Which Calls (or Non-Calls) Create the Most Disagreements Between Football/Soccer Players, Fans & Coaches and Referees

Football (or in the U.S., soccer) players, coaches, and fans suffer from a number of misconceptions about laws or interpretations that cause unnecessary dissent, delay or distraction to ongoing play in matches.

Going for the Ball? Isn’t Everyone Doing That?

“I was going for the ball, ref” is unquestionably the most frequent response to a foul call against a player. And they always say that as if it separates them from the rest of the players (implying that those other players aren’t going for the ball, I’m entitled to that ball) Of course, this is nowhere in the laws, as it doesn’t matter why a player was late or reckless coming into a challenge for the ball. But somewhere, somehow, some players or coaches have developed the idea that any attempt to play the ball trumps the prohibitions against pushing, tripping, jumping, charging, kicking, striking and the other direct kick offenses. Even a player who is first to the ball, in some cases, can be cautioned for playing in an out-of-control manner, or with excessive force, if he can’t control what happens on the “other” side of the ball that they won.

This point was made crystal clear at a USSF Clinic held before & after a Chicago Fire game at Soldier Field in 2005 in a match versus the LA Galaxy. Hercules Gomez (LA) and Gonzalo Segares (Fire) were both approaching a loose ball from opposite sides at full speed. Segares went to a slide tackle to get to the ball first, and Gomez, realizing he was a step or two late, slowed his approach, and was standing about 1 yard beyond the ball at the moment when Segares played the ball. However, Segares’ momentum carried him into Gomez at almost full speed, recklessly disregarding Gomez’s safety and position on the field. Referee Alex Prus whistled the play dead, and cautioned Segares for reckless play. That type of play could even qualify for sending off, where it endangers the safety of another player. For example, if Segares had entered the challenge with his studs exposed, that may justify a send off.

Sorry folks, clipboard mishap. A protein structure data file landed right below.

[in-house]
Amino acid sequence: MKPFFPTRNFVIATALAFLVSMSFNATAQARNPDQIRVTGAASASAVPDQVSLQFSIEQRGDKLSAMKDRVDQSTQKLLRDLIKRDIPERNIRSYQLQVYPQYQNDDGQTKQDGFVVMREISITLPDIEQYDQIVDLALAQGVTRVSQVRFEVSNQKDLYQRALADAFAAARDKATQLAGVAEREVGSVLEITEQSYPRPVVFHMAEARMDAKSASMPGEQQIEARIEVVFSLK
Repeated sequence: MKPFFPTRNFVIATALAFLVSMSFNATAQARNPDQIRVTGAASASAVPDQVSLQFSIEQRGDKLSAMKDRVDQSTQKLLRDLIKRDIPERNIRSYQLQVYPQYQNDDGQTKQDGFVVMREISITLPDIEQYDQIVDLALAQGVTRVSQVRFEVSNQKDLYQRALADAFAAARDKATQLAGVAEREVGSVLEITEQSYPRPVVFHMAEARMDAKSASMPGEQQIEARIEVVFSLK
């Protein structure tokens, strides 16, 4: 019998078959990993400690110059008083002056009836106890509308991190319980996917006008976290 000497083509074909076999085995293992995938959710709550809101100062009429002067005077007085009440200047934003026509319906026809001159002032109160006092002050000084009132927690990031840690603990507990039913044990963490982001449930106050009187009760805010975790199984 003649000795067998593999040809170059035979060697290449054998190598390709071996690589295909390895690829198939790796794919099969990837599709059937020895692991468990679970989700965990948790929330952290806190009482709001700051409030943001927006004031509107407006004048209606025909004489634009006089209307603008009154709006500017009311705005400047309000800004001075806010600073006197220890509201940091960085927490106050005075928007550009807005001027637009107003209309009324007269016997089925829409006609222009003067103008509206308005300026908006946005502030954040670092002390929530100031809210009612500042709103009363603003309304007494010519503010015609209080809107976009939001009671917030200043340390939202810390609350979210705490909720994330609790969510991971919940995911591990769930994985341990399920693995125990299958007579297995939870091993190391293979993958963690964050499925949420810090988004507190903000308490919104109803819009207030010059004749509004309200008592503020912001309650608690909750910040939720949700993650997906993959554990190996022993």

If going for the ball is the most common player misconception, then offside is certainly the biggest fan misconception. Beyond definitions, which I will only briefly address here, there are a few “secrets” to properly understanding why or why isn’t a player being flagged for offside. Determining an offside infraction requires two elements, one is that the player is in offside position (any part of the attacker except his/her arms is closer to the opponents goal than the next-to-last defender), and that the player in offside position actively plays the ball.

What your average viewer, player or coach almost always gets wrong, when it comes to offside, is that for the perfectly timed onside run, anyone who watches the passer play the ball forward, by the time their eye(s) catch up to the attacking player making the run, s/he will already appear to be in offside position. Only a properly positioned AR (or other observer) who is carefully watching the “line” of the 2nd to last defender and listening for the boot of the pass being played forward, can be confident of making the correct call on a well-timed play.